Sheriff Hodgson Denies Controversial Necktie Is ‘Confederate’
Bristol County Sheriff Thomas Hodgson says that a tie he wore in a 2003 photo is not meant to represent support for the Confederacy and white supremacy.
"I wore the tie in this 17-year-old photo because it had patriotic colors (red, white and blue), and not because it 'resembled' some fringe neo-anglo-confederate-whatever group from hundreds of years ago that I’d never heard of until yesterday," Hodgson said on Twitter Friday.
The conservative sheriff, who is honorary chairman of President Donald Trump's reelection campaign in Massachusetts, was responding to Democratic U.S. Senator Ed Markey, who last week took a swipe at Hodgson and his tie on the popular social media platform.
"No one, especially someone in law enforcement, should be wearing confederate symbols and doubling down on them when called out about it," Markey wrote, while posting a link to a story from WBUR that interviewed historians about the meaning of Hodgson's tie and quoted the sheriff defending his neckwear as "patriotic."
Hodgson upped the ante by posting on Twitter a blown-up photo of an American flag rolled up at Markey's feet as the Senator appears to sit on his porch in Malden. "Unlike Senator Markey, I would not suggest that he doesn't love America because he had his American flag discarded on the floor of his porch rather than proudly displaying it on a pole," the sheriff wrote.
Last week Bristol County for Correctional Justice and the New Bedford Chapter of the NAACP unearthed an official photo of Hodgson from 2003 and sent that photo to the media while calling Hodgson an "avowed white supremecist." Hodgson is seen in the photo wearing a tie marketed on the internet as a "Red Designer Tie With Diagonal Confederate Battle Stars" or a "Gentleman's Confederate Necktie."
Progressive groups continued to take aim at Hodgson over the weekend.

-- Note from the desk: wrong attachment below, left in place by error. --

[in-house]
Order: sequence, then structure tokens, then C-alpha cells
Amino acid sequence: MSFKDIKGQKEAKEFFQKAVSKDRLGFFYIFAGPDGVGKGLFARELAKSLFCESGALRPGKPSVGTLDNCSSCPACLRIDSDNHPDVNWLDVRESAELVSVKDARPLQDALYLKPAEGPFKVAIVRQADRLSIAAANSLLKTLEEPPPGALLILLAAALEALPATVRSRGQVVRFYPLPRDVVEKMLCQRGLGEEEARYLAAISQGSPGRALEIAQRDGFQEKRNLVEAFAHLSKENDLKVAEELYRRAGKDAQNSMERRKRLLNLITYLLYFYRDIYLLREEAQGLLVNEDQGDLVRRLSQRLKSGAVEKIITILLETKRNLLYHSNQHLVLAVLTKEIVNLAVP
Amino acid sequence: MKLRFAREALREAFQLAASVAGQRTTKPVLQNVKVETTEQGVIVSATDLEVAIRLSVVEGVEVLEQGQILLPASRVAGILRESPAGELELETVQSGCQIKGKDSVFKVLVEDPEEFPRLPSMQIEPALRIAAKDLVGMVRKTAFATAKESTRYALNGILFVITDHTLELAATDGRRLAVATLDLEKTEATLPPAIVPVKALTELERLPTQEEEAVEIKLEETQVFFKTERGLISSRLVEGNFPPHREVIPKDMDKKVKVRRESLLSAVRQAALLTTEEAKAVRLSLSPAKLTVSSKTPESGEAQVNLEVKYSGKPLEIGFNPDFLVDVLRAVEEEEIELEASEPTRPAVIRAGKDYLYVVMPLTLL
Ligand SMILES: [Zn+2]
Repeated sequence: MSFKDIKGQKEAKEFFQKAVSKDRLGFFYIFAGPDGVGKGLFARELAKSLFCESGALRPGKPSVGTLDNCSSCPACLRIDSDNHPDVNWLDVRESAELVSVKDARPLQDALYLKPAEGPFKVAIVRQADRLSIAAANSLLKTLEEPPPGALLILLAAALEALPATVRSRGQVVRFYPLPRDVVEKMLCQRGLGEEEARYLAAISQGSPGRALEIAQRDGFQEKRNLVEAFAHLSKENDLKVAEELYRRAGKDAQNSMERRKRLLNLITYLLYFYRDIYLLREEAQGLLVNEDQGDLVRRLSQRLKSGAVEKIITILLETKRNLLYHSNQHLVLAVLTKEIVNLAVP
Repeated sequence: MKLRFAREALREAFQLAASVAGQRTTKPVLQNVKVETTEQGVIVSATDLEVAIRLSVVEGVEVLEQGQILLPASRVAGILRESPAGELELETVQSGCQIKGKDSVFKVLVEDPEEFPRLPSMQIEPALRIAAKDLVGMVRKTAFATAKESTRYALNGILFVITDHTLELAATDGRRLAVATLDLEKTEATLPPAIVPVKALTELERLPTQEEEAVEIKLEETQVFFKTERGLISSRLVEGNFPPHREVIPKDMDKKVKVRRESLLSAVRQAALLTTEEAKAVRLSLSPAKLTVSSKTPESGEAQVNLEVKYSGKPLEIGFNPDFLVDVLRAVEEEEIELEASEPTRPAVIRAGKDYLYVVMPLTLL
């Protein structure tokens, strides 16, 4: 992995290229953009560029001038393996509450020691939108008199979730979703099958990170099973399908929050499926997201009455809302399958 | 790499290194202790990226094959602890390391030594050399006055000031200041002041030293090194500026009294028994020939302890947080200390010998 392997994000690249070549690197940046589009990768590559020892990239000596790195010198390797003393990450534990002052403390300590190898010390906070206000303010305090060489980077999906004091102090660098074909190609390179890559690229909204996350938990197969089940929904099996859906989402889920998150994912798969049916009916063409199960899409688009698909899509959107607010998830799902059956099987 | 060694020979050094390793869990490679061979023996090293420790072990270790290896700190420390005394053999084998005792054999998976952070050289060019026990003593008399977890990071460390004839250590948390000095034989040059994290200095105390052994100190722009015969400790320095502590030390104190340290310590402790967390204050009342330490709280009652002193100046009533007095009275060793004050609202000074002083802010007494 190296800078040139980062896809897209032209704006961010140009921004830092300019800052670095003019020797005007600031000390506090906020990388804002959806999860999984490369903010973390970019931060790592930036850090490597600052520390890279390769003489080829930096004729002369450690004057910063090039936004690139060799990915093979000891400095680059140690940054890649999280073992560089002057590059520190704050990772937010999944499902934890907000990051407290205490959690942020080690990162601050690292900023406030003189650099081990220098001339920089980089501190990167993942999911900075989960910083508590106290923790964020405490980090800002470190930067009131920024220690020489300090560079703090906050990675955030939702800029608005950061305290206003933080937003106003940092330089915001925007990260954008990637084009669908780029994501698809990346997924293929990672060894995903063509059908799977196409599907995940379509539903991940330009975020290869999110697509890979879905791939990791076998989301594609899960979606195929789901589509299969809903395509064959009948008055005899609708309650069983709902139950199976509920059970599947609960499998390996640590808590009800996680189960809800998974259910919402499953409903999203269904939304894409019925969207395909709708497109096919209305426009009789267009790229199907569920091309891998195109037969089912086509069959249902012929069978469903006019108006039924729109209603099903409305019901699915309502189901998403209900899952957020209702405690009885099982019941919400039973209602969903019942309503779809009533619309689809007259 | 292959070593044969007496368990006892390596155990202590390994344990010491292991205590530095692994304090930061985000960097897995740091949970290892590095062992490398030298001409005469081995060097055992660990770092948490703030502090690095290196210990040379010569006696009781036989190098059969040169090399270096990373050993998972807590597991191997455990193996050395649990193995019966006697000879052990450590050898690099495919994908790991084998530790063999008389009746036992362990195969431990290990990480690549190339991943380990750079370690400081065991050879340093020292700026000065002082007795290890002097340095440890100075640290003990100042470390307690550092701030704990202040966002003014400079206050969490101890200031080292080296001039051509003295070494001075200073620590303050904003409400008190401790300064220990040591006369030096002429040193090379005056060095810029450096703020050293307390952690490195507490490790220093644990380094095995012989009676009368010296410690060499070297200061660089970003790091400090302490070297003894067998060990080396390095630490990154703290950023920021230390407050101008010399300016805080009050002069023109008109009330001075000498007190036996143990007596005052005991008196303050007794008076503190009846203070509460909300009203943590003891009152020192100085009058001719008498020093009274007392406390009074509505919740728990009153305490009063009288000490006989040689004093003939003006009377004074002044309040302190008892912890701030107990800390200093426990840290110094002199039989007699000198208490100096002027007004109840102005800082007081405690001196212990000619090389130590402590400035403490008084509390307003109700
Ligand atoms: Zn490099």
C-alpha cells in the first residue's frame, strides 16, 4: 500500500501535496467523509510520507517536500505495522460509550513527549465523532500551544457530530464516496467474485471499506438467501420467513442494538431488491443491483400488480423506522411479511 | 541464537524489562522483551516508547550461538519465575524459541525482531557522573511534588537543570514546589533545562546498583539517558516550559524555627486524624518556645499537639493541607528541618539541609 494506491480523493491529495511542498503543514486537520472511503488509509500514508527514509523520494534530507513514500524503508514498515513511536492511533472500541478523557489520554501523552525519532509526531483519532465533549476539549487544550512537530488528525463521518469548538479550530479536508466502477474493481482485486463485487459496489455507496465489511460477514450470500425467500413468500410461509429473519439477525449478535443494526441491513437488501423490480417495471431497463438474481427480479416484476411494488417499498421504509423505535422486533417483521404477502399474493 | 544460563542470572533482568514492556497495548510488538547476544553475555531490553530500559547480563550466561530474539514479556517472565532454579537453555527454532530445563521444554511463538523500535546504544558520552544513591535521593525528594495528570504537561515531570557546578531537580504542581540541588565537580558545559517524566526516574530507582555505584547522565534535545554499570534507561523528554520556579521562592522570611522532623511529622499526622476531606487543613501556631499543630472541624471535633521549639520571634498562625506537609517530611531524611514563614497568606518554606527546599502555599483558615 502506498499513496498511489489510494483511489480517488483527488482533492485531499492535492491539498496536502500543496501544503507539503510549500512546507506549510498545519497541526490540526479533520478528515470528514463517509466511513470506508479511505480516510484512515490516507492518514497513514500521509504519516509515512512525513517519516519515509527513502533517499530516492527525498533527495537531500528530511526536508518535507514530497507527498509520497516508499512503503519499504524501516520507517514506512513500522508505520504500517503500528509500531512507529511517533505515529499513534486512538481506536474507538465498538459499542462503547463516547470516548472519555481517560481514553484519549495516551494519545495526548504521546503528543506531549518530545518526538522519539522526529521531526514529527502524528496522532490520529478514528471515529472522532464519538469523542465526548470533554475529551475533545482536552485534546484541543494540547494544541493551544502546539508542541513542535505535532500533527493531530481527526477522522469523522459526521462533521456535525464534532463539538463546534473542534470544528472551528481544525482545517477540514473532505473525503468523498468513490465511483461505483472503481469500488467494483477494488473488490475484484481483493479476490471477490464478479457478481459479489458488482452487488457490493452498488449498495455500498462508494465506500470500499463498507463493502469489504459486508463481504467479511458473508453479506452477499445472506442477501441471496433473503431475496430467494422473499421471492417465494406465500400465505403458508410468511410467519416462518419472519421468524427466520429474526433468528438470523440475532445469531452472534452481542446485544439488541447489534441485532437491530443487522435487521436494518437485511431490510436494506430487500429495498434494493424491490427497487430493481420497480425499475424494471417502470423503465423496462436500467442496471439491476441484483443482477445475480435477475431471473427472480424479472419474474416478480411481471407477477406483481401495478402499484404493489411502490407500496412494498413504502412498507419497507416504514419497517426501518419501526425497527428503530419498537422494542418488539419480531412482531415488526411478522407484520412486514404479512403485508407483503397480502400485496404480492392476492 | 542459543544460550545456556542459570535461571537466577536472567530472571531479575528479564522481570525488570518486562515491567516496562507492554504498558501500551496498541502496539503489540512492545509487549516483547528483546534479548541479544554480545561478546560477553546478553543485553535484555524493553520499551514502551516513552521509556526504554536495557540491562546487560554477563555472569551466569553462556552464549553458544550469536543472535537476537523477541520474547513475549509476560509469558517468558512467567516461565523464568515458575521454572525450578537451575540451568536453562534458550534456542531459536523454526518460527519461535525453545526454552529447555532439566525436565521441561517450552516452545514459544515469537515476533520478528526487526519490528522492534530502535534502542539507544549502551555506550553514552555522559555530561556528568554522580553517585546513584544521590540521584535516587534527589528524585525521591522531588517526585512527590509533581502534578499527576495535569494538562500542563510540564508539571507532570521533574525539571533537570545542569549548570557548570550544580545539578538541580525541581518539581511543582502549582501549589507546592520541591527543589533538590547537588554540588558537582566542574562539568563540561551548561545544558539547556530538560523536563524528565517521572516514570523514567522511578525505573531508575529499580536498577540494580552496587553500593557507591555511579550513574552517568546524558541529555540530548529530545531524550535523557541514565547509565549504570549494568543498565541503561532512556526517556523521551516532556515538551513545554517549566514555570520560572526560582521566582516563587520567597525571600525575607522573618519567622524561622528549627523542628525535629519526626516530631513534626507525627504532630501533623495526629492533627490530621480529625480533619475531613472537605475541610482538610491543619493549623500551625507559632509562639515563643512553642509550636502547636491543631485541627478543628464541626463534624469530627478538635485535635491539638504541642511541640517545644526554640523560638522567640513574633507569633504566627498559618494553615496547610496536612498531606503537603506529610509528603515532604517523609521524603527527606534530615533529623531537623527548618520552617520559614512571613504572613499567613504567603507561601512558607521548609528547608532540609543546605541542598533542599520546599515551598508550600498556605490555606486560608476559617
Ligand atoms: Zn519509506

"It is essential that elected officials be mindful of the images and messages they are sending to the public and their constituents," said LaSalla Hall of the New Bedford chapter of the NAACP. "The confederate flag for many communities of color, black folks in particular, portrays white supremacy and incites a level of discomfort and agitation among blacks, indigenous, and people of color."
"New Bedford was the home of the renowned abolitionist Frederick Douglass. New Bedford is the starting place of the courageous, all-black 54th regiment of the Civil War Union forces. It's disturbing that our local sheriff wold proudly display a pro-slavery symbol -- even after learning that historians agree it represents the Confederacy," wrote Alex Houston of Bristol County for Correctional Justice.
Hodgson on Twitter said nobody had ever criticized his tie photo until now, and accused Markey of playing politics. Markey is facing a Democratic primary challenger this year in the form of U.S. Rep. Joseph Kennedy III.
"Senator Markey does not know my heart and he should be ashamed of himself for choosing a tie in a 17-year-old photo to bolster his campaign," Hodgson wrote.
Progressive groups in Bristol County plan a rally and car caravan for Thursday at noon in New Bedford where they say they will "expose the Sheriff" and renew their longstanding calls for Hodgson's resignation. Hodgson has made numerous statements of support for Trump and president's hard line stance on immigration.
Hodgson made headlines in May after a disturbance at the Immigration and Customs Enforcement lockup he runs at the Bristol County House of Correction sent several immigrant detainees to the hospital and resulted in serious damage to the facility. Conflicting versions of events emerged. Several investigations are underway.